Grass-fed Meat Standards Announced

After a long five-year wait, the U.S. Department of Agriculture delivered family farmers and ranchers a victory!

On October 16, 2007, USDA Agriculture Marketing Service released the final standards for the voluntary grass-fed label claim as it would apply to ruminant animals and the meat products derived from those animals. The final published standard is much improved over the original issued way back in December of 2002.

The original proposal called for only 80 percent of the animal’s diet to be grass-based. That dismayed us, and we went to work with other organizations to get a tougher standard in place. After all that work, we believe we can call this a success!

USDA’s new standard is 100 percent grass and forage (non-grain based forage), with the exception of milk (or milk replacer) prior to weaning. The standard also indicates that animals cannot be fed grain or grain byproducts and must have continuous access to pasture during the growing season.

This is what people envision when they think of “grass fed” – cattle actually enjoying fresh grass on pasture. We applaud USDA for sharing that vision and for listening to the concerns of the family farmers and ranchers who have pioneered the grass-fed market.

We also applaud the farmers and ranchers who took time out of their busy schedules to participate – farmers like Bev and Chuck Henkel who even sponsored a farm tour for Bill Sessions, Associate Deputy Administrator of the Livestock and Seed Program, Agriculture Marketing Service, USDA. Mr. Sessions was able to get a first-hand look at a 100 percent grass-fed system. Others participating included Paul Swanson, Tom German, and Terry Gompert.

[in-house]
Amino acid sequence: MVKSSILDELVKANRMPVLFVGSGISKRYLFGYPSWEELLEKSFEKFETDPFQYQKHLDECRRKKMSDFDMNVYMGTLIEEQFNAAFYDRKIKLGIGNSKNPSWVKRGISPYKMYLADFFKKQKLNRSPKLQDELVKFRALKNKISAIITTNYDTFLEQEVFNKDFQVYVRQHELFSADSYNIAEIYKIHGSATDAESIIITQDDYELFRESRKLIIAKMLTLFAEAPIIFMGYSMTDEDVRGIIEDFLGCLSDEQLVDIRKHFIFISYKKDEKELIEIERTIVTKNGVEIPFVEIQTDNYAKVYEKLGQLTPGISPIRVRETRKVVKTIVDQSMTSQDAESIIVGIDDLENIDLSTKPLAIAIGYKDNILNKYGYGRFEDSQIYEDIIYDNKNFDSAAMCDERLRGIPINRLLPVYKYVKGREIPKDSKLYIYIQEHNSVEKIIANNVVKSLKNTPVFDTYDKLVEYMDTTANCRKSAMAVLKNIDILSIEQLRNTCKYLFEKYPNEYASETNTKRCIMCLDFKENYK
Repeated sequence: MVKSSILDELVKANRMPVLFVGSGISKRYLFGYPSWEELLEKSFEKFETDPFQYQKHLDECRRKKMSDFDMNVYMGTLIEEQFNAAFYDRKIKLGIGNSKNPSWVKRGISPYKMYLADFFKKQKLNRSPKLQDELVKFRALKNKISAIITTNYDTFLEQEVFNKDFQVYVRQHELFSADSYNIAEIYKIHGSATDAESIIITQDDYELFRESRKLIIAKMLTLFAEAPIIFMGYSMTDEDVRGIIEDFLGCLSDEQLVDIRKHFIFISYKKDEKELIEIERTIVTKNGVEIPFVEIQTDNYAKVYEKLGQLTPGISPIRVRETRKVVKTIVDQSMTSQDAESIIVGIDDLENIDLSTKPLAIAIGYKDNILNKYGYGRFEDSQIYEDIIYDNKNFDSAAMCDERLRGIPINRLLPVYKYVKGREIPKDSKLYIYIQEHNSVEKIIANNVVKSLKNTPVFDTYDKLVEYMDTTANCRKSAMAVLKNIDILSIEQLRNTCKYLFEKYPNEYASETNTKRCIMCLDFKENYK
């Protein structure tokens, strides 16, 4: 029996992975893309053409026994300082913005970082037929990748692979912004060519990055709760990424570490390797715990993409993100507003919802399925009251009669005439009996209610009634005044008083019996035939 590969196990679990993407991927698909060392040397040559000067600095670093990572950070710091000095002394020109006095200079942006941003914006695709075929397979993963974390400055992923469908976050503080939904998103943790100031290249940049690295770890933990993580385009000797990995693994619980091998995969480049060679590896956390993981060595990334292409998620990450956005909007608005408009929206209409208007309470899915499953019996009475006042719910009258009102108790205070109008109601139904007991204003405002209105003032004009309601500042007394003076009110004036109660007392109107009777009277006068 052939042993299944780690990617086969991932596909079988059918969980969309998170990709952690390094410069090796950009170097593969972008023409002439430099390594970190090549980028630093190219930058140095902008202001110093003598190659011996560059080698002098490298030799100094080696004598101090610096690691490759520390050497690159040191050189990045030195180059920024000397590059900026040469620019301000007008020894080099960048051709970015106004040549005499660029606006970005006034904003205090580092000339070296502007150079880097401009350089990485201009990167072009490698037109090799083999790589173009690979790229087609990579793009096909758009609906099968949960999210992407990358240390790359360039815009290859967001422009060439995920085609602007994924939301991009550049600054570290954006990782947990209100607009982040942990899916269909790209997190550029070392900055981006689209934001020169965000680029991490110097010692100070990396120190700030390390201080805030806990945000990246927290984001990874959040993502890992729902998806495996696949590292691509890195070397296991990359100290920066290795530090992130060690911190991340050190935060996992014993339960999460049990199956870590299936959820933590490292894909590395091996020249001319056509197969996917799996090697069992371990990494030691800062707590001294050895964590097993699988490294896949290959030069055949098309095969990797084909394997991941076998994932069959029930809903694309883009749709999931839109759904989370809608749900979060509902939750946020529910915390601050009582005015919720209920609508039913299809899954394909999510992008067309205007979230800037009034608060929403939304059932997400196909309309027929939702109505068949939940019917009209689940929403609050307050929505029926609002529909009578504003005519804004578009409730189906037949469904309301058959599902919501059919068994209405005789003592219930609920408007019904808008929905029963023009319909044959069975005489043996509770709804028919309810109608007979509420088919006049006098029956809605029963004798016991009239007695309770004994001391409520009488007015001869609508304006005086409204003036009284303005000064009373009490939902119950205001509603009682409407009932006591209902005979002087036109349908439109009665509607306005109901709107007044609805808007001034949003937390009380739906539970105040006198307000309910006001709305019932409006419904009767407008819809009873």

Bev Henkel and Paul Swanson also took time to make the trip to Washington, DC for our first meeting with Bill Sessions and the other staff members working on the grass-fed standard. These efforts clearly made a difference in the result!

We must admit that one part of the new standard gave us pause: If incidental supplementation occurs due to inadvertent exposure to non-forage feedstuffs or to ensure the animal’s well being at all times during adverse environmental or physical conditions, the producer must fully document … the supplementation that occurs.

This provision could provide for extreme conditions resulting from drought or severe winter weather, etc. We don’t believe it creates a loophole to allow non-grass-fed beef to be marketed as such. We’ll be closely watching to make sure.

Contact: Traci Bruckner, tracib@cfra.org or 402.687.2103 x 1016 for information.

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